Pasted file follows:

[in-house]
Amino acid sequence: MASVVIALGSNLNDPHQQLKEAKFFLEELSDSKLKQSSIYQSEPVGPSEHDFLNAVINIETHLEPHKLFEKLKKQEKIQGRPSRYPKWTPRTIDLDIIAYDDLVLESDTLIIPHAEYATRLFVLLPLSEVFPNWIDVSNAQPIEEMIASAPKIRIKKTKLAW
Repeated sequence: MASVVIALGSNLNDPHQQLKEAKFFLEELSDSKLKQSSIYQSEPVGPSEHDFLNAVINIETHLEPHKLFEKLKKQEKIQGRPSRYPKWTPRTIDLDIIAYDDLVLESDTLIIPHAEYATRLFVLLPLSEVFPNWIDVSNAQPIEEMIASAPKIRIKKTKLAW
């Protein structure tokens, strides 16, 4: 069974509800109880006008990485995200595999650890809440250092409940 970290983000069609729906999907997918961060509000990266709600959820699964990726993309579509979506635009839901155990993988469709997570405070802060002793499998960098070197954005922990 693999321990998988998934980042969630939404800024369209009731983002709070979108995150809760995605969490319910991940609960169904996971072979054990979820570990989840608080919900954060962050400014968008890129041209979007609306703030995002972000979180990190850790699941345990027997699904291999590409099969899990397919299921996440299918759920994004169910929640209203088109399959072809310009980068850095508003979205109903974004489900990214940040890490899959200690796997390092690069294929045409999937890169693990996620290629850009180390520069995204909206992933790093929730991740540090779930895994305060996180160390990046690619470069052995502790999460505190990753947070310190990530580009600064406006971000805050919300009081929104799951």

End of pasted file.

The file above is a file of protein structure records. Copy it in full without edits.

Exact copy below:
[in-house]
Amino acid sequence: MASVVIALGSNLNDPHQQLKEAKFFLEELSDSKLKQSSIYQSEPVGPSEHDFLNAVINIETHLEPHKLFEKLKKQEKIQGRPSRYPKWTPRTIDLDIIAYDDLVLESDTLIIPHAEYATRLFVLLPLSEVFPNWIDVSNAQPIEEMIASAPKIRIKKTKLAW
Repeated sequence: MASVVIALGSNLNDPHQQLKEAKFFLEELSDSKLKQSSIYQSEPVGPSEHDFLNAVINIETHLEPHKLFEKLKKQEKIQGRPSRYPKWTPRTIDLDIIAYDDLVLESDTLIIPHAEYATRLFVLLPLSEVFPNWIDVSNAQPIEEMIASAPKIRIKKTKLAW
């Protein structure tokens, strides 16, 4: 069974509800109880006008990485995200595999650890809440250092409940 970290983000069609729906999907997918961060509000990266709600959820699964990726993309579509979506635009839901155990993988469709997570405070802060002793499998960098070197954005922990 693999321990998988998934980042969630939404800024369209009731983002709070979108995150809760995605969490319910991940609960169904996971072979054990979820570990989840608080919900954060962050400014968008890129041209979007609306703030995002972000979180990190850790699941345990027997699904291999590409099969899990397919299921996440299918759920994004169910929640209203088109399959072809310009980068850095508003979205109903974004489900990214940040890490899959200690796997390092690069294929045409999937890169693990996620290629850009180390520069995204909206992933790093929730991740540090779930895994305060996180160390990046690619470069052995502790999460505190990753947070310190990530580009600064406006971000805050919300009081929104799951």